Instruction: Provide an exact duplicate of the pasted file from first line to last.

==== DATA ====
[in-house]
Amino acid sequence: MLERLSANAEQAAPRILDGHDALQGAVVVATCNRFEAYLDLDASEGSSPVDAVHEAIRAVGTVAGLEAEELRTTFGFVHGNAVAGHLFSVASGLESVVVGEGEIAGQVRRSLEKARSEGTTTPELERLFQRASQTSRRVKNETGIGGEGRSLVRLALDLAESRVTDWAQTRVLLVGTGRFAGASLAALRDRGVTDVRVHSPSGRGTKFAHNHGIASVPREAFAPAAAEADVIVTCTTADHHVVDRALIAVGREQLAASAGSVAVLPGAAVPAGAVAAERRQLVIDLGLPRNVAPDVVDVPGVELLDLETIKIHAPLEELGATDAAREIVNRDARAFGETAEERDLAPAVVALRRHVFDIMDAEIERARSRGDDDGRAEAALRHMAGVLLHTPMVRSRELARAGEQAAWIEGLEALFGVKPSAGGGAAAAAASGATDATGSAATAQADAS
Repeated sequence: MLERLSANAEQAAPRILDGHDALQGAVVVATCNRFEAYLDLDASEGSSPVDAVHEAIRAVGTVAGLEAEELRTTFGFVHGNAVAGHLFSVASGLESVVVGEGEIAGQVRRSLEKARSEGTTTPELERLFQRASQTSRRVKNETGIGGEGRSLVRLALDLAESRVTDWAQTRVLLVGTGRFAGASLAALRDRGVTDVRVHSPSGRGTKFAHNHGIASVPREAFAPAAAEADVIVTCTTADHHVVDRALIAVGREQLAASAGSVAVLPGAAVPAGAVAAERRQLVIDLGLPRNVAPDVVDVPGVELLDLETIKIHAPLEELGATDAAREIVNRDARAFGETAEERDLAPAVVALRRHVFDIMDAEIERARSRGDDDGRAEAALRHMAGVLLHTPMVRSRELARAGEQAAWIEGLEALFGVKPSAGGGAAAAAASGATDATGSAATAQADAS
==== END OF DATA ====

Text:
[in-house]
Amino acid sequence: MLERLSANAEQAAPRILDGHDALQGAVVVATCNRFEAYLDLDASEGSSPVDAVHEAIRAVGTVAGLEAEELRTTFGFVHGNAVAGHLFSVASGLESVVVGEGEIAGQVRRSLEKARSEGTTTPELERLFQRASQTSRRVKNETGIGGEGRSLVRLALDLAESRVTDWAQTRVLLVGTGRFAGASLAALRDRGVTDVRVHSPSGRGTKFAHNHGIASVPREAFAPAAAEADVIVTCTTADHHVVDRALIAVGREQLAASAGSVAVLPGAAVPAGAVAAERRQLVIDLGLPRNVAPDVVDVPGVELLDLETIKIHAPLEELGATDAAREIVNRDARAFGETAEERDLAPAVVALRRHVFDIMDAEIERARSRGDDDGRAEAALRHMAGVLLHTPMVRSRELARAGEQAAWIEGLEALFGVKPSAGGGAAAAAASGATDATGSAATAQADAS
Repeated sequence: MLERLSANAEQAAPRILDGHDALQGAVVVATCNRFEAYLDLDASEGSSPVDAVHEAIRAVGTVAGLEAEELRTTFGFVHGNAVAGHLFSVASGLESVVVGEGEIAGQVRRSLEKARSEGTTTPELERLFQRASQTSRRVKNETGIGGEGRSLVRLALDLAESRVTDWAQTRVLLVGTGRFAGASLAALRDRGVTDVRVHSPSGRGTKFAHNHGIASVPREAFAPAAAEADVIVTCTTADHHVVDRALIAVGREQLAASAGSVAVLPGAAVPAGAVAAERRQLVIDLGLPRNVAPDVVDVPGVELLDLETIKIHAPLEELGATDAAREIVNRDARAFGETAEERDLAPAVVALRRHVFDIMDAEIERARSRGDDDGRAEAALRHMAGVLLHTPMVRSRELARAGEQAAWIEGLEALFGVKPSAGGGAAAAAASGATDATGSAATAQADAS